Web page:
Reviewing No Other Land out of Berlinale, Rory O’Connor described the “disorienting and dispiriting landscape” into which it was premiering. Quite an understatement to say the city of Berlin and its major-market festival fumbled through any response to the ongoing genocide in Gaza, against which many filmmakers who’ve attended the festival in years past have spoken out. As Rory summarizes:

“The film premiered this week at the Berlinale, a festival mired in recent controversies in a country that is failing to acknowledge the limits of its own guilt. In the month leading up to the festival, several filmmakers pulled their work from the selection to protest the lack of Palestinian solidarity. Workers of the festival then released an open letter calling for the festival’s organizers to demand a ceasefire. In the weeks leading up, the city’s cultural minister, Joe Chialo, had to backtrack on a proposed ‘anti-discrimination’ clause that was set to be added to applications for artists seeking funding––which many saw as a way to silence anyone who might criticize Israel through their work. The festival then made headlines by inviting members of the far-right AFD party to the festival’s opening ceremony––a decision they reversed within days before receiving yet more criticism by the German filmmaker and jury member Cristian Petzold for not following through with it.”

No Other Land, which Rory praised as “a story about power [that] needs to be told,” went on to win Berlinale’s Documentary Award on Saturday. At the attendant ceremony co-director Yuval Abraham noted that he and fellow author Basel Adra––the former Israeli, the latter Palestinian––experience great divides:

“We are standing in front of you now. Me and Basel are the same age. I am Israeli, Basel is Palestinian, and in two days we will go back to a land where we are not equal. I am living under a civilian law and Basel is under military law. We live 30 minutes from one another, but I have voting rights; Basel does not have voting rights. I am free to move where I want in this land; Basel is, like millions of Palestinians, locked in the West Bank. This situation of apartheid between us, this inequality, it has to end.”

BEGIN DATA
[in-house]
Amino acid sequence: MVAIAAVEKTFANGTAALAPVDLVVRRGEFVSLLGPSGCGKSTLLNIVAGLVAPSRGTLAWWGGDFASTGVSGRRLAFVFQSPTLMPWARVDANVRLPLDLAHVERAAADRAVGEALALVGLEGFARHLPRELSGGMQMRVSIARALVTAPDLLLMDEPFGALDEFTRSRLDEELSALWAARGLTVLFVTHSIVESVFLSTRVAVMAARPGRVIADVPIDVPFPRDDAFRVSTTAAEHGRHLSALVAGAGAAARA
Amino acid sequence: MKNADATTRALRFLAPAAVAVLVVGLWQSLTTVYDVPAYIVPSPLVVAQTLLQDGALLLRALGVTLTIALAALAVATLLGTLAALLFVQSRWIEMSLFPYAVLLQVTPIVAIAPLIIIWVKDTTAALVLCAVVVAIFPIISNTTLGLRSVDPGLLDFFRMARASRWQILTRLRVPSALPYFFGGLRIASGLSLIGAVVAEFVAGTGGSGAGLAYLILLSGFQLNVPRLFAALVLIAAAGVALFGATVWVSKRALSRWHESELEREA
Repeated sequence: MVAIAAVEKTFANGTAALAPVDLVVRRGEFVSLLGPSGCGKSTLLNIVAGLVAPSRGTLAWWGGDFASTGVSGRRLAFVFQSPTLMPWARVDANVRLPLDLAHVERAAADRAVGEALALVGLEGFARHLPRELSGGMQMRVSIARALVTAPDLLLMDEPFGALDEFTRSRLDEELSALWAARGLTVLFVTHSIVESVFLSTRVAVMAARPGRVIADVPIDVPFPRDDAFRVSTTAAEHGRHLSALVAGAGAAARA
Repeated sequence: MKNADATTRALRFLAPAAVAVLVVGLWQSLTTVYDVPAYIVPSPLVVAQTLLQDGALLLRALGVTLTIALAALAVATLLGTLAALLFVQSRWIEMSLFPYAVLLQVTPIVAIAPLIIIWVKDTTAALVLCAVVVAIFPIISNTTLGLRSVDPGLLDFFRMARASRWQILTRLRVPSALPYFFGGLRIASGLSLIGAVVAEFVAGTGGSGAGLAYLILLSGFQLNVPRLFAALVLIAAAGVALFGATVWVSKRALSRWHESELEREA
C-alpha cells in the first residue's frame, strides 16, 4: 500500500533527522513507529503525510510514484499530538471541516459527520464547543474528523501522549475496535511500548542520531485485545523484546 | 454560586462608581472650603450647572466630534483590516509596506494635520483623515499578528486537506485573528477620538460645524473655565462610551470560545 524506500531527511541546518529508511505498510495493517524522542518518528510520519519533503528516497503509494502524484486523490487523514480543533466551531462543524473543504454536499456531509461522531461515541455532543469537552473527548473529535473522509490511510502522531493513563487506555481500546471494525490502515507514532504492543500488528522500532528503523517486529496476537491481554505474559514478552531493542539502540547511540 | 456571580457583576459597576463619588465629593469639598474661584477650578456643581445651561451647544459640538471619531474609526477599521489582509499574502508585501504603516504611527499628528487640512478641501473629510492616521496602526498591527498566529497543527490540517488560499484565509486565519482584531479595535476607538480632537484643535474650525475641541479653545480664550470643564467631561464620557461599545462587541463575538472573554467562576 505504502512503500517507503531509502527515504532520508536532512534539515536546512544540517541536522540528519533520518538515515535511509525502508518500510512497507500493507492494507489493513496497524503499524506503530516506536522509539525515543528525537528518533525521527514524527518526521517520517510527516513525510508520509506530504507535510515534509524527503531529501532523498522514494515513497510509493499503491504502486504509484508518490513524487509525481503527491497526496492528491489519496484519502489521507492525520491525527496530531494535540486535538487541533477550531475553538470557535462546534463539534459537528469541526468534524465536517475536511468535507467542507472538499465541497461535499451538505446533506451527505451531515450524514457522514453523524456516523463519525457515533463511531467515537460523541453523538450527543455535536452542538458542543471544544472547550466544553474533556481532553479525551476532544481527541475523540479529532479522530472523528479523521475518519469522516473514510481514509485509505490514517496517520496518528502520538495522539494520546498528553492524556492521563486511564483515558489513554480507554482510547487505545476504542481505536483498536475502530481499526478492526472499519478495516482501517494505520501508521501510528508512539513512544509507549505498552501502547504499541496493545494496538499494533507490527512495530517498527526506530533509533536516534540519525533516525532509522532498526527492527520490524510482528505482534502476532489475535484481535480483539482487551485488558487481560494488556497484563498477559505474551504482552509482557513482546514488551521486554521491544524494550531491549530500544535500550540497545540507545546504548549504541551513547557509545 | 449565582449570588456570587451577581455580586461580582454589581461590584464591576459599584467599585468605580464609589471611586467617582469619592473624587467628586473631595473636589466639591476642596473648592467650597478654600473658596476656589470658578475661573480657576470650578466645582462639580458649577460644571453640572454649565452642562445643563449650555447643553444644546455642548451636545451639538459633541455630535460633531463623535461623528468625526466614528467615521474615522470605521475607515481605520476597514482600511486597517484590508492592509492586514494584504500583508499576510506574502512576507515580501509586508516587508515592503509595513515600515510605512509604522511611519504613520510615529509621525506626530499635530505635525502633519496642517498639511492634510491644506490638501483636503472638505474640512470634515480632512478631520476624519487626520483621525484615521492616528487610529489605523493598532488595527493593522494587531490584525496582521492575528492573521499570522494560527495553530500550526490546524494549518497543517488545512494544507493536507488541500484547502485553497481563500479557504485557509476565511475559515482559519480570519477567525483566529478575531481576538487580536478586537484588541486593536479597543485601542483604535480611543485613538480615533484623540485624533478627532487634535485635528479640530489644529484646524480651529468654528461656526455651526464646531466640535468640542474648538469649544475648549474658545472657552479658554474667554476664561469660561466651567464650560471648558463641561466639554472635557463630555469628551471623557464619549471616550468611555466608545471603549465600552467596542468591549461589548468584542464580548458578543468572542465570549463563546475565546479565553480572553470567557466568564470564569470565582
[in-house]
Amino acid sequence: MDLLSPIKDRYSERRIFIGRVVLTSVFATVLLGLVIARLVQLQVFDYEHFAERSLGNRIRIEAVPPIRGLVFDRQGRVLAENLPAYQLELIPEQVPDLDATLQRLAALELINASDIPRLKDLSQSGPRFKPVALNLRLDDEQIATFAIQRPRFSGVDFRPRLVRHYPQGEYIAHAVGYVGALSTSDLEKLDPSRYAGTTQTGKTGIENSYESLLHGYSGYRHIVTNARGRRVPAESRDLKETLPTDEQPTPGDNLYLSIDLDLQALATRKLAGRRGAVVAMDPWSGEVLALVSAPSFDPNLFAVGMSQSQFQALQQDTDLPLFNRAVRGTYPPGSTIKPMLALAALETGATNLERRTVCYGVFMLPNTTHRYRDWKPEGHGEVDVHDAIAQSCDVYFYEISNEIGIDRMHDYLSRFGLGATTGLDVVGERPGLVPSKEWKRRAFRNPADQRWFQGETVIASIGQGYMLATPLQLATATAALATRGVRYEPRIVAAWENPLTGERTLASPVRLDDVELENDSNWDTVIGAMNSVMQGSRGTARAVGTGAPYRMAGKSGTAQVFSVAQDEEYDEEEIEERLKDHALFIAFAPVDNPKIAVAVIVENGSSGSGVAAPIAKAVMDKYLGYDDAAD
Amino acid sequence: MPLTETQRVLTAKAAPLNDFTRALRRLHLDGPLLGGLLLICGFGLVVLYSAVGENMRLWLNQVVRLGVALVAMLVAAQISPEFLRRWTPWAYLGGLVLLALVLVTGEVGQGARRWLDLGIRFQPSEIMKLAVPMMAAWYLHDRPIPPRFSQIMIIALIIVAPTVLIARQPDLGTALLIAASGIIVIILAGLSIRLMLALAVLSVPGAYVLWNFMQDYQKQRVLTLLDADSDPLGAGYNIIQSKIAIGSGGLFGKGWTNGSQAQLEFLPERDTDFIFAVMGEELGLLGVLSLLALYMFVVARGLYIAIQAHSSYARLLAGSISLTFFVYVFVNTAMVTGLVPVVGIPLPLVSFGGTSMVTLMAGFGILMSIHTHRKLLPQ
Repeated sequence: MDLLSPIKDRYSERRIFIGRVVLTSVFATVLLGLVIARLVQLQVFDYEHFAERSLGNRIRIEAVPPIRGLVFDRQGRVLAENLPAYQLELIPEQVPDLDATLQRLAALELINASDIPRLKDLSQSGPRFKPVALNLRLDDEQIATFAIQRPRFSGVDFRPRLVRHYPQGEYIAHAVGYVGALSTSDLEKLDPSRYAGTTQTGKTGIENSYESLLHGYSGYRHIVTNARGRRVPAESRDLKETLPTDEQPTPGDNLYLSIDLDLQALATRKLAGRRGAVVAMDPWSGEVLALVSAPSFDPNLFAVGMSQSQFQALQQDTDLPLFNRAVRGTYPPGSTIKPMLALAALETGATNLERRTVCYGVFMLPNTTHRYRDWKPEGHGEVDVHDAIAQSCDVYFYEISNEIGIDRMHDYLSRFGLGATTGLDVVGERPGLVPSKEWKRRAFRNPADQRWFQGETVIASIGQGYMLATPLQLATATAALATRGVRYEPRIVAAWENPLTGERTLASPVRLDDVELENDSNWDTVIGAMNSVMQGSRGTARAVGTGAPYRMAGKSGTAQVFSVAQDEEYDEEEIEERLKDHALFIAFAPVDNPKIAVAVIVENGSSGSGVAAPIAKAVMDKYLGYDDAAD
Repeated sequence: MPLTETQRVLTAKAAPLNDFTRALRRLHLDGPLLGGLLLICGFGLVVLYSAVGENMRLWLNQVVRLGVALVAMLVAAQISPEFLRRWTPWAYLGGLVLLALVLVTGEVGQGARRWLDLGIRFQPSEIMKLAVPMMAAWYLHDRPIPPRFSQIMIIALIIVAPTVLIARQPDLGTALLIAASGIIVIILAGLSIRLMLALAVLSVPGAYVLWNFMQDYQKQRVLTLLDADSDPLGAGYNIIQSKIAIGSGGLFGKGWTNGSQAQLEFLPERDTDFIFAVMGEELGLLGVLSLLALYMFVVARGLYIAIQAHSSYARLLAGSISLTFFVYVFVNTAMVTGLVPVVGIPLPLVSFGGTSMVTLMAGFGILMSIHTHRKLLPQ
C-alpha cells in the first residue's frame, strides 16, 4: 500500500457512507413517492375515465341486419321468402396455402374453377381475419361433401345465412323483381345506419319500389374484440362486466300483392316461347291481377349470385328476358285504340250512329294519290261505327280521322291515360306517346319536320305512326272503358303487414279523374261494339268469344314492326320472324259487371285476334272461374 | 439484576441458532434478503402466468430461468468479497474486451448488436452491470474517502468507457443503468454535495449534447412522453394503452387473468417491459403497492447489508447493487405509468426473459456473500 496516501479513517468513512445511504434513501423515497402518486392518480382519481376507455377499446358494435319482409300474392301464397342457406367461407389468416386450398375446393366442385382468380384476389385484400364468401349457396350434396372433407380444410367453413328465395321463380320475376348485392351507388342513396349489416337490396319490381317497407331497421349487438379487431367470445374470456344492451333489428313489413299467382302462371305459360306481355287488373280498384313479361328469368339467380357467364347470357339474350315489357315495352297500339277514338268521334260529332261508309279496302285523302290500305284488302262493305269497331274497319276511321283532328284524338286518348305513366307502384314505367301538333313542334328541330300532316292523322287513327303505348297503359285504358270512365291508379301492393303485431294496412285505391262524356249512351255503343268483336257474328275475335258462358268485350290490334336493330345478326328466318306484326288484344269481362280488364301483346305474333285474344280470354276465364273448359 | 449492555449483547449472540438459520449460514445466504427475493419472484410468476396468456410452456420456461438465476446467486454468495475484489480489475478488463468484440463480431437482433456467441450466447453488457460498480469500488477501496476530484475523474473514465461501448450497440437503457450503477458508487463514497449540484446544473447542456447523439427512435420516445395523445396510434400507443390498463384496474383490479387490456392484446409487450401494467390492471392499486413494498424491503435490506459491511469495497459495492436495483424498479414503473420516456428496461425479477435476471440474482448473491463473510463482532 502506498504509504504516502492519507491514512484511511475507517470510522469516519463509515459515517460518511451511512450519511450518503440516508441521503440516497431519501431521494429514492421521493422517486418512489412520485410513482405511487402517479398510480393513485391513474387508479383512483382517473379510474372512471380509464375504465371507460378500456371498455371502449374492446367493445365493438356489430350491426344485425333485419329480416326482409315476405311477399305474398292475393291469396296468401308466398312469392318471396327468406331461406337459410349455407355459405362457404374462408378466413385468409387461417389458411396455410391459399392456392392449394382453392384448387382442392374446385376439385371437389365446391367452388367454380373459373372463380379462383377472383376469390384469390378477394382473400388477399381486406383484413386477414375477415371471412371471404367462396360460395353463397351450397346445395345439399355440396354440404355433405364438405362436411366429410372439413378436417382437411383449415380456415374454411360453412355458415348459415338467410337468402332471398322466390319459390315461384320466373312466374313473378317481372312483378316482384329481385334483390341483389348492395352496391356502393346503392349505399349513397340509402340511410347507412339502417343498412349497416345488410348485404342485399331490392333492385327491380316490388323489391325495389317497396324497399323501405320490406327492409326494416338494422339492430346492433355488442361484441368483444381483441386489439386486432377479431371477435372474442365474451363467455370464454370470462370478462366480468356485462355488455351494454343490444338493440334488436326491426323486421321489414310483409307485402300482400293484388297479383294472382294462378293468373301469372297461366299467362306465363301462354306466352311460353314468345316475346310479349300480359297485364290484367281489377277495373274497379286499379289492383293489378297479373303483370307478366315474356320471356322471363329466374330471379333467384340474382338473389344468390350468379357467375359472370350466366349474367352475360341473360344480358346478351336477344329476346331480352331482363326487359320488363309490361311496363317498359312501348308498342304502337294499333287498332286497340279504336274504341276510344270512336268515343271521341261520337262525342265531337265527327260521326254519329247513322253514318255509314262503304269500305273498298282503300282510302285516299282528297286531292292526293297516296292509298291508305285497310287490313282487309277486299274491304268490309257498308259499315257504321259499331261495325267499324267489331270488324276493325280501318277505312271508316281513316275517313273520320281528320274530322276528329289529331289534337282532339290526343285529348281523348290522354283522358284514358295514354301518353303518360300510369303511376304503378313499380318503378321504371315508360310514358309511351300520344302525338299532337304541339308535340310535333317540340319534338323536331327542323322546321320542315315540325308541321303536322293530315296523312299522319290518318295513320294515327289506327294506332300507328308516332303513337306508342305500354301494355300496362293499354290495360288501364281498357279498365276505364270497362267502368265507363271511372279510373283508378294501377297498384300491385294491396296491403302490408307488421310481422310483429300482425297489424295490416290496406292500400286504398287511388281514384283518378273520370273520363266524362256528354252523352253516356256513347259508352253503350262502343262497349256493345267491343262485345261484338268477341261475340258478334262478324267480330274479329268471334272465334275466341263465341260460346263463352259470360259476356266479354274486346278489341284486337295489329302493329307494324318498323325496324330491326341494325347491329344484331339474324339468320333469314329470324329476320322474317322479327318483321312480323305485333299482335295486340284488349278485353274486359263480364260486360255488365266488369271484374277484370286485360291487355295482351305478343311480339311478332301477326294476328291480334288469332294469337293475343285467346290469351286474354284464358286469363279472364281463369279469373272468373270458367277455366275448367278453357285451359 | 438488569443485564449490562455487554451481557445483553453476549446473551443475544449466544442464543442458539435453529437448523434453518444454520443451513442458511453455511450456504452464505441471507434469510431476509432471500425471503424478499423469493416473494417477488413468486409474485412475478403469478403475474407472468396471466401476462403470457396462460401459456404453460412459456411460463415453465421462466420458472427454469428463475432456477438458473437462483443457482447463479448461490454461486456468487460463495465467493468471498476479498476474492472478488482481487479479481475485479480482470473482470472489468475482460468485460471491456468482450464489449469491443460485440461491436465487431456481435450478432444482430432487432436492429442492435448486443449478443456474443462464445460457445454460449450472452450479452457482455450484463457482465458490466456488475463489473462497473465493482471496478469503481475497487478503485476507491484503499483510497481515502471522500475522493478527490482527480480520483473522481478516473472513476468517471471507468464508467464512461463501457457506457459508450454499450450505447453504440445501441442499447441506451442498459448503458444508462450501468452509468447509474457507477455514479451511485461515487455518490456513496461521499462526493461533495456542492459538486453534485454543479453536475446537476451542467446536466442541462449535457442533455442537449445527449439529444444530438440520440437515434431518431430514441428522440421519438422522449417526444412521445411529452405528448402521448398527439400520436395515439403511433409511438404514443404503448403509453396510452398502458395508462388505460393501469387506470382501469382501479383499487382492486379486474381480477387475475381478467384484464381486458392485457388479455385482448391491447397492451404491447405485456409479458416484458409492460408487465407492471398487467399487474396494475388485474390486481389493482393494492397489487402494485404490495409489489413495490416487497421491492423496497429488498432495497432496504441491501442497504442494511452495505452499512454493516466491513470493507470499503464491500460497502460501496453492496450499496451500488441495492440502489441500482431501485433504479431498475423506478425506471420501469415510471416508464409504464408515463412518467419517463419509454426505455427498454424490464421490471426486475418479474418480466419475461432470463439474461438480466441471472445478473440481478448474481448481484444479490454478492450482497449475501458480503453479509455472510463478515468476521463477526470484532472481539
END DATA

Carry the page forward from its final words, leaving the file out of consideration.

A fair and equivocal statement! Except that an Israeli news network aired the clip and, per Abraham, deemed it anti-Semitic, a label that’s engendered death threats towards the filmmaker. This, Ben Russell wearing a traditional Palestinian keffiyeh, and Eliza Hittman calling for an end to the current war was deemed by Berlin mayor Kai Wegner “an intolerable relativization,” acts of anti-semitism, and incentive for the festival’s next tier of management “to ensure that such incidents do not happen again.” How to enforce this without engaging in outright censorship, to say nothing of threats and intimidation, is anyone’s guess.

These, a hack of the Instagram page belonging to Berlinale’s Panorama section––one condemning the festival’s reaction to Gaza and demanding a ceasefire––and documentary jury member Abbas Fahdel’s insight into Berlinale’s workings (e.g. neither censoring solidarity with Palestine nor interfering with No Other Land‘s win) baldly display a festival in crisis. The situation, I’m sorry to say, is unlikely to resolve itself before the next notable film gatherings––the Academy Awards on March 10 and Cannes Film Festival, running between May 14 and May 25––and one shudders to think what a confluence of statements and counterpoints might engender; it’s only in our power as an outlet to express support with these artists and abhor the thuggish practices of those who would stifle them.

No more articles